Saturday, January 23, 2010

Review: The Weather Underground (2007)

Terrorism was on everyone'e mind this past decade. It began with the attacks of 9/11 and ended with the failed airplane bomb plot on Christmas Day 2009. The award winning documentary, The Weather Underground, is a somber look at a group of 1960s radicals that resorted to violence. Their rage at the government's persecution of the Vietnam War and frustration with ineffective anti-war movement led to go underground and "bring the war home." In time, the Weathermen hoped radicalize all young people, overthrow the government, and inaugurate a new Utopian society. A tall order indeed. The film combined narration, archival footage, and interviews with former members. At the heart of The Weather Underground is the question of how citizens should express dissent with the government and no clear answers are given. Unfortunately, the film rests on the myths of the 1960s and and a not so subtle commentary on the Bush administration (2001-2009)

The Weathermen were a splinter group of the Students for a Democratic Society (SDS), the vanguard of the campus revolts of the 1960s and 1970s. Created in 1962 in Port Huron, Michigan, they advocated for a new "participatory democracy" and non-violent resistance to war and racism. They spoke directly to a younger generation frustrated with the complacency of their parents towards the Cold War and the struggle for Civil Rights. But it was the Vietnam War that defined them. As the war intensified and the draft calls cut into the middle class the anti-war ranks increased. Some members of SDS favored a more confrontational approach towards the government and they broke away to create the Weatherman (they took their name from the Dylan lyric from Subterranean Homesick Blues, "you don't need a weatherman to know which way the wind blows").

Several figures from the group were interviewed and all have differing views of their past actions. Some have regrets and some do not. From 1969-1975 the Weatherman were responsible for several bombings on government buildings. In 1970, a bomb accidentally went off in Greenwich Village and killed three of its own members. After the incident the group decided to take every precaution to avoid civilian casualties, but they still considered those that disagreed with them complicit with the government. A dangerous line of thinking when one believes they have all the answers, that is a pure terrorist. As the Vietnam War slowly came to an end the Weatherman fell into obscurity.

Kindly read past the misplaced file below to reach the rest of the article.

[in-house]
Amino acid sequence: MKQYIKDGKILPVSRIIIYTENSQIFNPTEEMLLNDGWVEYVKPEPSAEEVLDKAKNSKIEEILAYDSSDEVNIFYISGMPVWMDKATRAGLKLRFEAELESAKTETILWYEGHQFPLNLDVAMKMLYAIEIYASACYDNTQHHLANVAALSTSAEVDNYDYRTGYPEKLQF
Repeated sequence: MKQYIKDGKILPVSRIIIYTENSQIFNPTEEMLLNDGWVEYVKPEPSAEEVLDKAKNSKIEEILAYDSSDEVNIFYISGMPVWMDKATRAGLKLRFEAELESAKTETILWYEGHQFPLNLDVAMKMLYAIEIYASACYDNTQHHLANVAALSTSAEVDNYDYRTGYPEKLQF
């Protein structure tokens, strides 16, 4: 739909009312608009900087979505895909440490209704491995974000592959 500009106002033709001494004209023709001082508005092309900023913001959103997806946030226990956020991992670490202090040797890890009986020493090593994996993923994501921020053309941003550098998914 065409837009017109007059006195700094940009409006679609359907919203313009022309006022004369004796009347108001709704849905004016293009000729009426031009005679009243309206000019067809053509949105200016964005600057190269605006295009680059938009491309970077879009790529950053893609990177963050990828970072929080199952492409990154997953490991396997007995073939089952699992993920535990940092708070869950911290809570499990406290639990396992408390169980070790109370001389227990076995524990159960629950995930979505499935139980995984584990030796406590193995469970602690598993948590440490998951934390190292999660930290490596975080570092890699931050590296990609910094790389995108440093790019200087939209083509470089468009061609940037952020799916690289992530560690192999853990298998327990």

The film did a fine job of presenting the Weathermen's viewpoint, but is lacking in historical context. They relied on the myths of the 1960s. The first myth is that most young people opposed the war, when in fact most did. More young people went conservative in the 1960s; membership in the conservative student group YAF (Young Americans for Freedom) were higher than SDS. Furthermore, the film gives a superficial depiction of the Vietnam War. It never explains why America was there in the first place, but that it was just a war that most people were against. Another flaw is its depiction of Richard Nixon, showing cherry picked clips with Nixon sounding angry and intolerant. Must every 60s themed film fall back on Nixon as the ultimate bad guy?

At the documentary's heart is the question of dissent in a democratic society. How far should it go? If you disagree with the administration in power, what is the proper course of action? There are no satisfactory answers to those questions, at least I have no answers. From a historical standpoint, America was forged in a violent revolution and rebelling against tyranny is always an admired American trait. Then there was the Civil War (1861-1865), but that was a war to prevent secession, as the South did want to conquer the North. In recent history, there was the 1995 Oklahoma City attacks by a right wing fanatic that despised the government. Dissent is only successful when it has a large following, otherwise they remain on the fringes. Acts of violence on innocent people rarely win people to your cause.

By the end The Weather Underground has the feel of a depressing class reunion. None of them seems too proud of their past actions. One former member, bar owner, Brian Flanagan, regrets his involvement with the group. He sees no honor in the use of violence to make a political point, especially in the wake of 9/11. Others remain committed to various causes and believe that violent change may be necessary. For students or anyone viewing the film, however, perhaps it is better to understand the nature of power before deciding how to dissent. Isn't the entire point of having a democracy?